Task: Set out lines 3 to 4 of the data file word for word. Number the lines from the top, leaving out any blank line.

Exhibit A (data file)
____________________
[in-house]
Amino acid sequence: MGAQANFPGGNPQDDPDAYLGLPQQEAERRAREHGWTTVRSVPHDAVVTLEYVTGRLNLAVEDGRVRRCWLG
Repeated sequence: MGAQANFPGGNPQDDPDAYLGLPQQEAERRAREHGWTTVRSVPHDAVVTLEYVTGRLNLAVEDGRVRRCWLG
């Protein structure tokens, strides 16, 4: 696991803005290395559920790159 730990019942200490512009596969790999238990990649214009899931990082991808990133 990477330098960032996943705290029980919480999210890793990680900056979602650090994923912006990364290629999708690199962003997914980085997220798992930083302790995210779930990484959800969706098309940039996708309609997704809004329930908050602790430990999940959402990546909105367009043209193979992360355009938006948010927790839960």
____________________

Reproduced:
Repeated sequence: MGAQANFPGGNPQDDPDAYLGLPQQEAERRAREHGWTTVRSVPHDAVVTLEYVTGRLNLAVEDGRVRRCWLG
């Protein structure tokens, strides 16, 4: 696991803005290395559920790159 730990019942200490512009596969790999238990990649214009899931990082991808990133 990477330098960032996943705290029980919480999210890793990680900056979602650090994923912006990364290629999708690199962003997914980085997220798992930083302790995210779930990484959800969706098309940039996708309609997704809004329930908050602790430990999940959402990546909105367009043209193979992360355009938006948010927790839960």